But who would have predicted Julian McMahon being reborn as the oleaginous Dr
Christian Troy in Nip/Tick? Or Alan Dale, dear, doughty old Jim Robinson in
Neighbours, reinventing himself in such American TV classics as ER, The OC,
24, Ugly Betty and Lost? I could (and will) go on: Jesse Spencer has, with
some symmetry, graduated from Neighbours to House, Holly Valance (after a
brief sub-Kylie pop career) has broken into in Prison Break, and Melissa
George has graced Grey’s Anatomy and given a very mature performance
opposite Gabriel Byrne in the Emmy-nominated psychodrama In Treatment. Emily
Symons – Summer Bay’s big-hearted Marilyn ? must now be kicking herself that
she chose a future pulling pints in Emmerdale. And is Jason Donovan
regretting all those West End musicals?
The big question is why ex-soapies from the Antipodes are in such demand
Stateside. Sure, they’re pretty cute looking; lord, aren’t they fresh and
wholesome compared to the half-starved, surgically enhanced local “talent”.
And as we are often told about the British actors currently crowding US TV,
they bring a training and work ethic so absent from indigenous wannabes more
interested in enlarging their body parts than extending their range.
But then maybe it’s just that if you have acting ambitions and you are
Australian, you are almost certain to have appeared in either Neighbours or
Home and Away (or both, if you are Guy Pearce). And of course Australians
are great travellers ? it’s almost obligatory to leave the country in your
twenties, just the age that Hollywood wants you. As for the oldies, it’s
only a shame that Ian Smith, Neighbours’ very own resurrection case, Harold
Bishop, never made it on to 24. Maybe Alan Dale could have a word. Gerard
Yeah baby, does my feather duster make you horny?
Our American cousins are not known for mincing their words, and my own
American cousin is no exception. We’ve just finished watching an Austin
Powers movie. “British men,” Caroline announces, “shouldn’t
be allowed to breed.” Overlooking the dire consequences this would have
for our future population (and the fact that Caroline’s father emigrated to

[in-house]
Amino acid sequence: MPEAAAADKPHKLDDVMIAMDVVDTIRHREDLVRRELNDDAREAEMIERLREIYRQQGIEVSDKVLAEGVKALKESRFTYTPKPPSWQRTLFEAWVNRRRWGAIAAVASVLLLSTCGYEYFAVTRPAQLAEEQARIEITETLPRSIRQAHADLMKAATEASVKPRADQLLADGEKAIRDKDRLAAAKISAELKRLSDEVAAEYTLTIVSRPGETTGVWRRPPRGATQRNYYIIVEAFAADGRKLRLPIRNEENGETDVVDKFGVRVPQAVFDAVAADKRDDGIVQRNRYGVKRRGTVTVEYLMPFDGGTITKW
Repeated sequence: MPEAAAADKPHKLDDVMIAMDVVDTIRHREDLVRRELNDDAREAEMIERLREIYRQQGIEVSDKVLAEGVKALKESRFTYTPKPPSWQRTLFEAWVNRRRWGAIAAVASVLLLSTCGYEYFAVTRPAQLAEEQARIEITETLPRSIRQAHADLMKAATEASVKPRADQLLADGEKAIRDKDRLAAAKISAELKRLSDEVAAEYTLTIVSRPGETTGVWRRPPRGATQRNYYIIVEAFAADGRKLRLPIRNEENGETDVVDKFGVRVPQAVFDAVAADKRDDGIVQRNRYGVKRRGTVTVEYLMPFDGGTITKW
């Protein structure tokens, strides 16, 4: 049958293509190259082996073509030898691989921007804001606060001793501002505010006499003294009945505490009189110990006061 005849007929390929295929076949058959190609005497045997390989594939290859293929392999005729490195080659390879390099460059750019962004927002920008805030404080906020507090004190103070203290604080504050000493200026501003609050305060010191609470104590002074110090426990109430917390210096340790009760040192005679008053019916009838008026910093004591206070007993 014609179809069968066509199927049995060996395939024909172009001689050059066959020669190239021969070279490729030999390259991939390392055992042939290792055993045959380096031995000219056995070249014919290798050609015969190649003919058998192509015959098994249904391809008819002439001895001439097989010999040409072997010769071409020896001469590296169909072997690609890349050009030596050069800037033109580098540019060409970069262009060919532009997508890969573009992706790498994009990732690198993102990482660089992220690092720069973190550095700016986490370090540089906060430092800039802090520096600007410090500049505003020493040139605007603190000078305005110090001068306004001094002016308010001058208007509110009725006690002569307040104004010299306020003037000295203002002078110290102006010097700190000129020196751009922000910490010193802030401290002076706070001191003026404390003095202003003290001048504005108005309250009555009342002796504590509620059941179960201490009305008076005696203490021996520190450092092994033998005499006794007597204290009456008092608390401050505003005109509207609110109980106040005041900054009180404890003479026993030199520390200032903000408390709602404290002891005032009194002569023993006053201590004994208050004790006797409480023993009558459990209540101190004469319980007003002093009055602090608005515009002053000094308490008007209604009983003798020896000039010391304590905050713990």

California from the UK in the 1970s) I jump to the defence of our
much-maligned male: “Yes, they should!” I retort.
But within moments of mounting a mental checklist, I’m not so sure. Bad teeth?
Dodgy jeans? A misguided sense of their own attractiveness (particularly
after a few pints of Stella)? The yank may have a point. But, it transpires,
there is one thing that sets the British male apart from his well-turned
out, emotionally attentive foreign counterparts: he ain’t half handy with a
Yes, according to a study from the Oxford University, Brits make better
husbands than Italians, French and Americans (in your face, Caroline)
because they are more likely to chip in with housework. I can’t believe it
didn’t occur to me earlier. What’s more appealing than the prospect of
Jeffrey Archer or Bernie Ecclestone in Marigolds? Charlotte Philby
Come on let’s twitch again
Forget wailing burglar alarms and fierce dogs. Net curtains, the nosy
neighbour’s weapon of choice, invented to create an illusion of privacy in
tightly packed streets of terraced houses, have been fingered as one of
Britain’s frontline defences against burglary. Sales of nets are up, and
curtain-whitener sales have also seen a hike of 20 per cent. So banish all
thoughts of Hyacinth Bucket and embrace the twitchers’ trend. “Nets
afford security from unwanted snoopers by preventing them from viewing the
contents of your home,” says Miles Shipside, of RightMove.co.uk. Nets
may not be chic, but they do serve a purpose; other simple measures include
window boxes and garden gates ? anything, in fact, that acts as an obstacle
to your valuables. That said, if you live on a street that’s netted up,
you’ve probably escaped crime because your neighbours are watching your
every move. Which might be scarier than being robbed. Harriet Walker
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